PhotoIf you've been feeling annoyed with various friends, colleagues or peripheral acquaintances who keep e-pestering you with email urging you to connect with them on LinkedIn, register with LinkedIn, or just do something LinkedIn, keep this possibility in mind: those people might have no idea any this is happening.

Courthouse News Service reported on June 13 that a federal district judge in California issued a ruling this week regarding an ongoing class action case that started last September, when several LinkedIn users filed suit alleging that LinkedIn engaged in “email harvesting” — basically going through the addresses in users' email contact lists and sending those addresses unsolicited spam in the users' name.

As an example of LinkedIn's harvesting activities, the original court brief said this:

LinkedIn attempts to access a user's Gmail account if the user has Gmail open in another browser window or has not logged out of Gmail. If an email account is open, LinkedIn accesses the account by using the open email session. LinkedIn does not prompt members for a password. Instead, LinkedIn sweeps the external email account for every email address a user has been emailed by, CCed, or emailed. For many users this is thousands of addresses.

LinkedIn did not deny such activities; its counter-argument instead rested on the assertions that these activities are permissible according to LinkedIn's stated user terms, and furthermore, its email harvesting did not “injure or enrich” anyone — in other words, nobody got hurt from it and nobody made any money from it, either.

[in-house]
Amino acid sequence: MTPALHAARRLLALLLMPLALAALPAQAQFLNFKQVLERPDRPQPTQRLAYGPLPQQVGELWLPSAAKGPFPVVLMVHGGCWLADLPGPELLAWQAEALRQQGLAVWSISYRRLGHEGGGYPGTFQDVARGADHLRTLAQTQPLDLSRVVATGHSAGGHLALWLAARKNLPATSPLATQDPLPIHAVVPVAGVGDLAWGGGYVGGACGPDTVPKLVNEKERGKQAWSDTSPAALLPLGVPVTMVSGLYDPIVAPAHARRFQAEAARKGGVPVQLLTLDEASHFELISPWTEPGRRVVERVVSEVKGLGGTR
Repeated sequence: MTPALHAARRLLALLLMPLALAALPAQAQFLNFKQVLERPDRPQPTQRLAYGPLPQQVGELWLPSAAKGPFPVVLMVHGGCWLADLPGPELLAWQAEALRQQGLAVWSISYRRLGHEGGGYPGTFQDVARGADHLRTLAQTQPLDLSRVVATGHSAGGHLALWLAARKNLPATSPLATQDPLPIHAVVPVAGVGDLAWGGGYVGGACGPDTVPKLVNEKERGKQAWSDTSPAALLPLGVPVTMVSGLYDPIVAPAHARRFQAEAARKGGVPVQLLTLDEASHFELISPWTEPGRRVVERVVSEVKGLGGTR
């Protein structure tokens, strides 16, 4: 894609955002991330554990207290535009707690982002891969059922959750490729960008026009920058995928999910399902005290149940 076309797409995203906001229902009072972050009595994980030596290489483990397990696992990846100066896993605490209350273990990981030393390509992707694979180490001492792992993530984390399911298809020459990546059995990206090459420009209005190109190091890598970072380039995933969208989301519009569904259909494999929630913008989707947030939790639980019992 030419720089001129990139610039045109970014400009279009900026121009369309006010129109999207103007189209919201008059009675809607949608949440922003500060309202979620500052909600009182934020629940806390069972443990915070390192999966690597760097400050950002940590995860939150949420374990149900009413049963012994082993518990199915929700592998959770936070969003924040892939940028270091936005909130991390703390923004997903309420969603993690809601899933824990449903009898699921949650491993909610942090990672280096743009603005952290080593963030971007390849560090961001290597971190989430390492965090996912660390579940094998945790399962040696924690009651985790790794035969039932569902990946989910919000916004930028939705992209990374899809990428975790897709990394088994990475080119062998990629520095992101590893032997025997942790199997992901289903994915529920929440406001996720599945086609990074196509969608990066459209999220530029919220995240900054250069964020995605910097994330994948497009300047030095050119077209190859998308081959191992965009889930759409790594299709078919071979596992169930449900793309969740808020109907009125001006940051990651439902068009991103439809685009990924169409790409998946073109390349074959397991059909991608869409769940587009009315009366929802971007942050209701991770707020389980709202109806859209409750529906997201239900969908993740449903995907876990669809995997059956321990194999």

In January, everyone went back to court so the plaintiffs could rebut LinkedIn's counter-argument by pointing out that LinkedIn charges members $10 to send messages to other members to whom they're not connected — suggesting the company itself values those promotional emails at $10 apiece.

A mixed ruling

Finally, this week, U.S. District judge Lucy Koh issued a ruling that favors LinkedIn regarding some matters, and the plaintiffs in others.

The initial email harvesting is acceptable, Koh ruled, because when you register with LinkedIn and click through the various permission screens, those do include granting LinkedIn permission to look through your email addresses and send everyone an invitation to connect with you.

However, Judge Koh also ruled that the permission screens only covered the initial email invitations, not the repeated followup invitations. In her 39-page ruling, she wrote this:

“Although the court concludes that plaintiffs have consented to LinkedIn's initial endorsement email, the court finds that plaintiffs have plausibly alleged that they did not consent to the second and third reminder endorsement emails …. Specifically, the second and third endorsement emails could injure users' reputations by allowing contacts to think that the users are the types of people who spam their contacts or are unable to take the hint that their contacts do not want to join their LinkedIn network.”


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